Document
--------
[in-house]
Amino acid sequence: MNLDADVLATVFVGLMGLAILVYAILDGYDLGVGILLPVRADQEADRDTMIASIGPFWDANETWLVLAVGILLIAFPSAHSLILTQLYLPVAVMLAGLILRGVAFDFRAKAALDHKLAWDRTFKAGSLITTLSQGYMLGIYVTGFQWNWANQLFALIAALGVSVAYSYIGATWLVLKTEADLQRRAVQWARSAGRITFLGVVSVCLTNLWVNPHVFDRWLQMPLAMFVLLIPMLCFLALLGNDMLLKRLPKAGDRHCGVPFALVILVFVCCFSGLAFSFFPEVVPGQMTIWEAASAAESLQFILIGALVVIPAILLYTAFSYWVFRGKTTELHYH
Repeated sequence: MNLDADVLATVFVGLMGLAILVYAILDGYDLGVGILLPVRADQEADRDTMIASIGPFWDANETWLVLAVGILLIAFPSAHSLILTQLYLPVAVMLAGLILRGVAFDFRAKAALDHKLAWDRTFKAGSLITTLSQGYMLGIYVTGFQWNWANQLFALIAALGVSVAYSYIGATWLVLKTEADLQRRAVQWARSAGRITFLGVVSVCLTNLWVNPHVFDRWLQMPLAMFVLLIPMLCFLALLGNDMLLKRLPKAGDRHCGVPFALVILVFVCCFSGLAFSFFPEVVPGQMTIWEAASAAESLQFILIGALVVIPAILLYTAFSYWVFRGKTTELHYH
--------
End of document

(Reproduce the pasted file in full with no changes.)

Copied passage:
[in-house]
Amino acid sequence: MNLDADVLATVFVGLMGLAILVYAILDGYDLGVGILLPVRADQEADRDTMIASIGPFWDANETWLVLAVGILLIAFPSAHSLILTQLYLPVAVMLAGLILRGVAFDFRAKAALDHKLAWDRTFKAGSLITTLSQGYMLGIYVTGFQWNWANQLFALIAALGVSVAYSYIGATWLVLKTEADLQRRAVQWARSAGRITFLGVVSVCLTNLWVNPHVFDRWLQMPLAMFVLLIPMLCFLALLGNDMLLKRLPKAGDRHCGVPFALVILVFVCCFSGLAFSFFPEVVPGQMTIWEAASAAESLQFILIGALVVIPAILLYTAFSYWVFRGKTTELHYH
Repeated sequence: MNLDADVLATVFVGLMGLAILVYAILDGYDLGVGILLPVRADQEADRDTMIASIGPFWDANETWLVLAVGILLIAFPSAHSLILTQLYLPVAVMLAGLILRGVAFDFRAKAALDHKLAWDRTFKAGSLITTLSQGYMLGIYVTGFQWNWANQLFALIAALGVSVAYSYIGATWLVLKTEADLQRRAVQWARSAGRITFLGVVSVCLTNLWVNPHVFDRWLQMPLAMFVLLIPMLCFLALLGNDMLLKRLPKAGDRHCGVPFALVILVFVCCFSGLAFSFFPEVVPGQMTIWEAASAAESLQFILIGALVVIPAILLYTAFSYWVFRGKTTELHYH